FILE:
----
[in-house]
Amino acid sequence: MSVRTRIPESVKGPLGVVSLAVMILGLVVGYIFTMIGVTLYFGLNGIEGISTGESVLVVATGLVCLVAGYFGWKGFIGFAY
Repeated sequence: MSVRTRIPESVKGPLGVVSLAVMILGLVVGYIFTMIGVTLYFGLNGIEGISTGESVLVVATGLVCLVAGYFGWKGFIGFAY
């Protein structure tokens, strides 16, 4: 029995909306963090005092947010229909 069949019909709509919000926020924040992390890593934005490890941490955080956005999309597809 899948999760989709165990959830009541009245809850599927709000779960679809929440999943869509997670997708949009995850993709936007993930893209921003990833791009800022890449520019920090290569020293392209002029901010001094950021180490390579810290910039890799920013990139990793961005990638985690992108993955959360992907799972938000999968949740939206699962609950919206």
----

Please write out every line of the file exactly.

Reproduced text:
[in-house]
Amino acid sequence: MSVRTRIPESVKGPLGVVSLAVMILGLVVGYIFTMIGVTLYFGLNGIEGISTGESVLVVATGLVCLVAGYFGWKGFIGFAY
Repeated sequence: MSVRTRIPESVKGPLGVVSLAVMILGLVVGYIFTMIGVTLYFGLNGIEGISTGESVLVVATGLVCLVAGYFGWKGFIGFAY
């Protein structure tokens, strides 16, 4: 029995909306963090005092947010229909 069949019909709509919000926020924040992390890593934005490890941490955080956005999309597809 899948999760989709165990959830009541009245809850599927709000779960679809929440999943869509997670997708949009995850993709936007993930893209921003990833791009800022890449520019920090290569020293392209002029901010001094950021180490390579810290910039890799920013990139990793961005990638985690992108993955959360992907799972938000999968949740939206699962609950919206």